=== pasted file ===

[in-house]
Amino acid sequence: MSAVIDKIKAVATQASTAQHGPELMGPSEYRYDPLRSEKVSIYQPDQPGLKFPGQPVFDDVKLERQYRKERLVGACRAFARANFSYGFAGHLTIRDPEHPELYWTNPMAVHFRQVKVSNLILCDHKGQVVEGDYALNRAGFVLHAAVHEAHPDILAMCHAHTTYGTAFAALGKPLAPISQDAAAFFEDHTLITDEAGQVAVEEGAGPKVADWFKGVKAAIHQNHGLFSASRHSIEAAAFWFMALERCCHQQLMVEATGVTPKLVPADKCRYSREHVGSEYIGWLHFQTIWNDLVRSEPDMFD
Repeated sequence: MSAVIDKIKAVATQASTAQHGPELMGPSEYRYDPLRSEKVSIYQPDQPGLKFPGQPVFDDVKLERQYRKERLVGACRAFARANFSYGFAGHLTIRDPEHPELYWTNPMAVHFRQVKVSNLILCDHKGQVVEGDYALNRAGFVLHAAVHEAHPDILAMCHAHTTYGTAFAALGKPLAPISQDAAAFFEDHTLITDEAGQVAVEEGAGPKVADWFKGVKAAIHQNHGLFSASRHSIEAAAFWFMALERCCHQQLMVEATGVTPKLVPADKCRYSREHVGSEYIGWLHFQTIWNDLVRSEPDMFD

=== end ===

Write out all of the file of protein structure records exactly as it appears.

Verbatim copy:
[in-house]
Amino acid sequence: MSAVIDKIKAVATQASTAQHGPELMGPSEYRYDPLRSEKVSIYQPDQPGLKFPGQPVFDDVKLERQYRKERLVGACRAFARANFSYGFAGHLTIRDPEHPELYWTNPMAVHFRQVKVSNLILCDHKGQVVEGDYALNRAGFVLHAAVHEAHPDILAMCHAHTTYGTAFAALGKPLAPISQDAAAFFEDHTLITDEAGQVAVEEGAGPKVADWFKGVKAAIHQNHGLFSASRHSIEAAAFWFMALERCCHQQLMVEATGVTPKLVPADKCRYSREHVGSEYIGWLHFQTIWNDLVRSEPDMFD
Repeated sequence: MSAVIDKIKAVATQASTAQHGPELMGPSEYRYDPLRSEKVSIYQPDQPGLKFPGQPVFDDVKLERQYRKERLVGACRAFARANFSYGFAGHLTIRDPEHPELYWTNPMAVHFRQVKVSNLILCDHKGQVVEGDYALNRAGFVLHAAVHEAHPDILAMCHAHTTYGTAFAALGKPLAPISQDAAAFFEDHTLITDEAGQVAVEEGAGPKVADWFKGVKAAIHQNHGLFSASRHSIEAAAFWFMALERCCHQQLMVEATGVTPKLVPADKCRYSREHVGSEYIGWLHFQTIWNDLVRSEPDMFD